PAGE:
Paul Marcuccitti is a passionate
soccer fan from Australia who will share his views about the World Cup in this column.
Read earlier columns
Death of a confederation
Within a few years, the Oceania Football Confederation might cease to
exist. In fact, I'm willing to predict that it will be wound up by 2010.
It might not be news outside this region yet but Football Federation
Australia (we're not even calling it "soccer" any more) recently
announced its intention to defect from Oceania to the Asian Football
Confederation. And, after a lot of negotiation and diplomacy, the AFC's
Executive Committee unanimously accepted the Aussie governing body's
Something close to a revolution has taken place in Australian soccer ...
er ... football recently. The sport has undergone a change in structure,
direction and administration. So far, it's been all for the better and
it has finally brought the Asians to the altar in a marriage of mutual
benefit and convenience.
If it isn't obvious why Australia's move to Asia spells the end of
Oceania, it might become more apparent if you know that, since that
intention was announced, New Zealand has made noises about following
suit. Can you imagine what would happen then? Oceania would be reduced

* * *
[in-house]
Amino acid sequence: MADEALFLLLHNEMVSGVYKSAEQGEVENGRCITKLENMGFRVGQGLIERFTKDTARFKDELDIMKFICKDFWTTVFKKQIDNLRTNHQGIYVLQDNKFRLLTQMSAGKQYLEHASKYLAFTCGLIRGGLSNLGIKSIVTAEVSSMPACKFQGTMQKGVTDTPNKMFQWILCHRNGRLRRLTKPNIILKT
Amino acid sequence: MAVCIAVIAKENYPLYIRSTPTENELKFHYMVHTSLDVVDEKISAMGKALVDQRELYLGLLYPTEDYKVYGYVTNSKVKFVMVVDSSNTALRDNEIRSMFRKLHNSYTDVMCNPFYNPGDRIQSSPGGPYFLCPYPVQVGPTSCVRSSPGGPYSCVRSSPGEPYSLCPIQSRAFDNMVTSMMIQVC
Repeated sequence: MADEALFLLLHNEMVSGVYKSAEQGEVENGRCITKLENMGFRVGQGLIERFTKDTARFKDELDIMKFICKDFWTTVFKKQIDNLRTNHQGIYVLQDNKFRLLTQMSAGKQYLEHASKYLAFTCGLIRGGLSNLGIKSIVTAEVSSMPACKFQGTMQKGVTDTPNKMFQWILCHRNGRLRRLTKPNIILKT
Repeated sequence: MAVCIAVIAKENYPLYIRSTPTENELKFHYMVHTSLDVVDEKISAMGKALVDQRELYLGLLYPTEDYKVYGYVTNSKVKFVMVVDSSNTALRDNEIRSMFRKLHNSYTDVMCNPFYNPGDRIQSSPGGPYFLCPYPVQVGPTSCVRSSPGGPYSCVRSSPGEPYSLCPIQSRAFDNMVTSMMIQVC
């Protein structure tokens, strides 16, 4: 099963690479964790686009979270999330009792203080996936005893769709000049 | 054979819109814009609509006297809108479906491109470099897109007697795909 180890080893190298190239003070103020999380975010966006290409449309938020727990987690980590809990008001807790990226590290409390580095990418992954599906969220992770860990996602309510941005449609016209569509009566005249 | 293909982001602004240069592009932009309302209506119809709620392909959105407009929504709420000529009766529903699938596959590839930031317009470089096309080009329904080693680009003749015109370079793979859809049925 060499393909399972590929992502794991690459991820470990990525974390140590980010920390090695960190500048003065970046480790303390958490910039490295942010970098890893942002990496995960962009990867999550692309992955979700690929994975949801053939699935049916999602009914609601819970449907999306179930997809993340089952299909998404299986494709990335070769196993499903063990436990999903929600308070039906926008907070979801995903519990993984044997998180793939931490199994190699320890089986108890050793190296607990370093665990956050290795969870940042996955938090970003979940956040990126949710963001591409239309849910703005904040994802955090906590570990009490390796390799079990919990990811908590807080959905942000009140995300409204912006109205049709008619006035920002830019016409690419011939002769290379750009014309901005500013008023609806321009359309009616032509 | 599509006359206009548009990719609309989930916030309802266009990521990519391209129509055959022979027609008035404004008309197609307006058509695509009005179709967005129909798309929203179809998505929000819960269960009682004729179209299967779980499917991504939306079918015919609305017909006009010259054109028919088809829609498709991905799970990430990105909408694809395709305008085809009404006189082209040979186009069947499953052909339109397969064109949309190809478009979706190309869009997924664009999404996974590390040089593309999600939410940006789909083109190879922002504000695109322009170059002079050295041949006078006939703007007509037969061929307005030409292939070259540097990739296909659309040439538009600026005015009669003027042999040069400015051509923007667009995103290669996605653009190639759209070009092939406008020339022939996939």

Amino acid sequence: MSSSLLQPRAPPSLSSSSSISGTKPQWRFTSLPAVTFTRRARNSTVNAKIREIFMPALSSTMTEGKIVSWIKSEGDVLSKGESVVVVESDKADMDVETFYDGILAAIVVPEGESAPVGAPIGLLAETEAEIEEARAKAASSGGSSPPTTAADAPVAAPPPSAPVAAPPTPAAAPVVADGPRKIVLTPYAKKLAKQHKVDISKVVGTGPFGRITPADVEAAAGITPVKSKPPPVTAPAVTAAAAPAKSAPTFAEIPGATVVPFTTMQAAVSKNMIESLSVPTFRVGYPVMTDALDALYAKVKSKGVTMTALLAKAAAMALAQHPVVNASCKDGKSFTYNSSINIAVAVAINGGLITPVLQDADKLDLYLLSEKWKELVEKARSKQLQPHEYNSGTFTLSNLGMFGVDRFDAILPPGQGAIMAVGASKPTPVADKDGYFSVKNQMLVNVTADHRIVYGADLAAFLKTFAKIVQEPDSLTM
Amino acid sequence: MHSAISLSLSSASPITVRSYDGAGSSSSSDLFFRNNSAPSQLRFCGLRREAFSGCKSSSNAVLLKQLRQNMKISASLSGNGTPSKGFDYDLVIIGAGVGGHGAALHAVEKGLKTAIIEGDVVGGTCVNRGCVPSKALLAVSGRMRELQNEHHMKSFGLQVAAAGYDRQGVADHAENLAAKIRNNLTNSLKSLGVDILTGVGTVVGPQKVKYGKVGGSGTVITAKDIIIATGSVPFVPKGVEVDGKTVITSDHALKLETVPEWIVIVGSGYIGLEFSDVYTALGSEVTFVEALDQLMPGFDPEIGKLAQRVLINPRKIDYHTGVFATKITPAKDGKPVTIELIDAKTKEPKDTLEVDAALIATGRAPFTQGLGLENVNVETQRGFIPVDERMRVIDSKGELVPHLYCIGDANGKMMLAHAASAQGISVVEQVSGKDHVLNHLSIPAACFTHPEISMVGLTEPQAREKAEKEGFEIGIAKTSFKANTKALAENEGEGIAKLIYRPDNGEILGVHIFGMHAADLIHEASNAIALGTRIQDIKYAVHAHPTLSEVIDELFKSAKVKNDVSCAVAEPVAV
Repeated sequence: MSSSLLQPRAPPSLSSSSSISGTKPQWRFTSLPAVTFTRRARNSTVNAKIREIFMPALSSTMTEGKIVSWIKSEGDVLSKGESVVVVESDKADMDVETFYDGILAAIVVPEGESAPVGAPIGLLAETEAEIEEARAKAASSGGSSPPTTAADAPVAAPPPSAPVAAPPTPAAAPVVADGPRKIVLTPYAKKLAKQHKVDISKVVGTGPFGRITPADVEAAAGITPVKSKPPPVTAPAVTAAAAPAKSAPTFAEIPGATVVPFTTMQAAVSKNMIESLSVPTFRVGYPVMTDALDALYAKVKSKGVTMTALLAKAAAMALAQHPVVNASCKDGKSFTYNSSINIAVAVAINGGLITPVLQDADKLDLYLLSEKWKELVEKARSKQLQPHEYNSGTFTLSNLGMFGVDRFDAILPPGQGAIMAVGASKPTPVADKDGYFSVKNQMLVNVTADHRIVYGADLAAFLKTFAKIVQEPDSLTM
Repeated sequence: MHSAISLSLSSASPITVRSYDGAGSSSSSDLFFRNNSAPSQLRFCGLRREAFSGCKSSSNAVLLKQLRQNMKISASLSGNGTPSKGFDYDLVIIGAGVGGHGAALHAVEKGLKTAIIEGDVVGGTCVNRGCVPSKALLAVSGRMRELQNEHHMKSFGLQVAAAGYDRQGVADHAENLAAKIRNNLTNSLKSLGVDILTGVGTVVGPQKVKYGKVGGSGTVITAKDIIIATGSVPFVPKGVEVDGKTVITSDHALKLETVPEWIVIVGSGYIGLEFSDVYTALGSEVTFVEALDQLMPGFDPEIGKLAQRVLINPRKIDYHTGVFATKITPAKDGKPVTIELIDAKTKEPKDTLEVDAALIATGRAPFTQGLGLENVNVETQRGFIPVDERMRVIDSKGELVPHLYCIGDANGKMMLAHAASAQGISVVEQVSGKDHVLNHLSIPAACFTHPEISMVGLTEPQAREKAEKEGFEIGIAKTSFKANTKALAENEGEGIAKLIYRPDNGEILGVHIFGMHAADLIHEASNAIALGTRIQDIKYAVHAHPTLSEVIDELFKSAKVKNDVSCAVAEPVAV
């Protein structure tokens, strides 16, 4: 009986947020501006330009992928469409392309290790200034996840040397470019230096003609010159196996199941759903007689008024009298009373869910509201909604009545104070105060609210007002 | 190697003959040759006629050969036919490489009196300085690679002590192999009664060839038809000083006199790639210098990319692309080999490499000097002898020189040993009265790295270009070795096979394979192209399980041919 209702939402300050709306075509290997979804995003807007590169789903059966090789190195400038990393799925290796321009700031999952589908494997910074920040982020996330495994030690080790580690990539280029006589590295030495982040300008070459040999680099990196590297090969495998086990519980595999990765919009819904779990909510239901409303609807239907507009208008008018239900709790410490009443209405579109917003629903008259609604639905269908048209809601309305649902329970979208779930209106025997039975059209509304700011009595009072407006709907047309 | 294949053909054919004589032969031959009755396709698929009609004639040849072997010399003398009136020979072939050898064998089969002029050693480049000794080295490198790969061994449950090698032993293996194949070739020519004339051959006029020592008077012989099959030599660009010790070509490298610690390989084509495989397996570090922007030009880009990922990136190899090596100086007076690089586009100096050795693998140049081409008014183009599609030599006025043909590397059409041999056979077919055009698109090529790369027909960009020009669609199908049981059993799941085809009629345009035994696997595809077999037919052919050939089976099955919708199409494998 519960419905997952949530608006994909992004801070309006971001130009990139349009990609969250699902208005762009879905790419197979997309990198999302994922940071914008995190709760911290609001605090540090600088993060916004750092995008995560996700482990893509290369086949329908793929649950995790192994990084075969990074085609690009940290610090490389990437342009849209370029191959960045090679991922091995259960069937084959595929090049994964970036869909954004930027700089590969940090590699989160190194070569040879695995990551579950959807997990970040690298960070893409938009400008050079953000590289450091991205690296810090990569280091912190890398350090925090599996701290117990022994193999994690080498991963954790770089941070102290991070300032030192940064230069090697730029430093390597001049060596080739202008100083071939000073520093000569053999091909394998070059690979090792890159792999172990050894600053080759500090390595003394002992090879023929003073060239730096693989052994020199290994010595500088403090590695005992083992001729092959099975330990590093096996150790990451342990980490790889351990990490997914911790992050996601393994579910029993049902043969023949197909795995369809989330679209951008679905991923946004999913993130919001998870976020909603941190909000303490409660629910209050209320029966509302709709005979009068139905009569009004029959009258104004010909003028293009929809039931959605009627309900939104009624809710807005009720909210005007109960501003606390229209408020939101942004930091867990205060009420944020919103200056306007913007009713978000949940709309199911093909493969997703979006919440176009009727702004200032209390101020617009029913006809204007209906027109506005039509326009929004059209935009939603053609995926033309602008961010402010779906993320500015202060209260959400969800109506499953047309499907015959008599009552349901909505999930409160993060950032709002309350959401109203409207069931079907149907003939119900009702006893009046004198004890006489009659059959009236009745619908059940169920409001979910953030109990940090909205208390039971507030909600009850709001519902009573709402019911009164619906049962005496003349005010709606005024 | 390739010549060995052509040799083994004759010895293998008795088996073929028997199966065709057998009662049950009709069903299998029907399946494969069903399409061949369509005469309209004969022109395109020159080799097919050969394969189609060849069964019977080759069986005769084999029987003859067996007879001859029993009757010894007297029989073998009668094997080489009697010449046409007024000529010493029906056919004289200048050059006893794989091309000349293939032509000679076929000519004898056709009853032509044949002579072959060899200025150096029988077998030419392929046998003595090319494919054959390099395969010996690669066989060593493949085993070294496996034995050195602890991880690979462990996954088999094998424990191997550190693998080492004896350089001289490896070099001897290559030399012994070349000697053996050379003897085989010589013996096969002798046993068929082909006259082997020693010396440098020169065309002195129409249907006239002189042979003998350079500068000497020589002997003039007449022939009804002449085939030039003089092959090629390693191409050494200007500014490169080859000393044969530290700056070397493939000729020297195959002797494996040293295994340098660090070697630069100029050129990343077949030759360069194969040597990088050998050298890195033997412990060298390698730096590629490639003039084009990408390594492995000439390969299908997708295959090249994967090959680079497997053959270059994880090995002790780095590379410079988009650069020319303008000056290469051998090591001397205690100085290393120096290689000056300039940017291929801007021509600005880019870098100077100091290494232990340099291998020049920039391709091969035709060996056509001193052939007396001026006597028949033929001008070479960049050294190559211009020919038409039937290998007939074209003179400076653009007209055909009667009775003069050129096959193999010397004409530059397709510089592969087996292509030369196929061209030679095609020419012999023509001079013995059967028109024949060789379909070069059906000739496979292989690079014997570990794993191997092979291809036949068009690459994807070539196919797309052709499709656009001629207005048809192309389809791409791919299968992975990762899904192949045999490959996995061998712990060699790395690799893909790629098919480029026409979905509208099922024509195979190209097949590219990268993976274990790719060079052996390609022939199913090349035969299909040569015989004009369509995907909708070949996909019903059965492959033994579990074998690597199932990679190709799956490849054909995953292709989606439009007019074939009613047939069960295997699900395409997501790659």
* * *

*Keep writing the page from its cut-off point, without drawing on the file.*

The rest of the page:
to ten (mostly tiny) nations with teams that just don't have the
resources to consistently compete with even middle-ranking teams around
the rest of the world. Rather than contemplate a 2009 World Cup
qualification play-off between Solomon Islands and Uruguay (just months
after Fiji concedes 20 goals in three group matches at the
Confederations Cup), Oceania's island nations might instead decide to
join the northward migration. With Australia and New Zealand already
gone, FIFA might just encourage it too. Oceania would no longer be a
confederation in its own right - perhaps it would be a zone of the AFC.
Don't things change quickly? Less than two years ago, after the decision
to give Oceania automatic qualification to the 2006 World Cup finals was
reversed, Australian national team coach Frank Farina was all but
ridiculed when he suggested that Oceania should be abolished. Now, it
looks like reality.
I know that I might be getting ahead of myself. Australia is not yet an
AFC member because (don't laugh) Oceania has to allow Australia to
leave. FIFA then has to ratify the decision. But whatever happens over
the next few months, the OFC has been dealt a severe blow. In effect,
Oceania is being told that it isn't viable as Australia would rather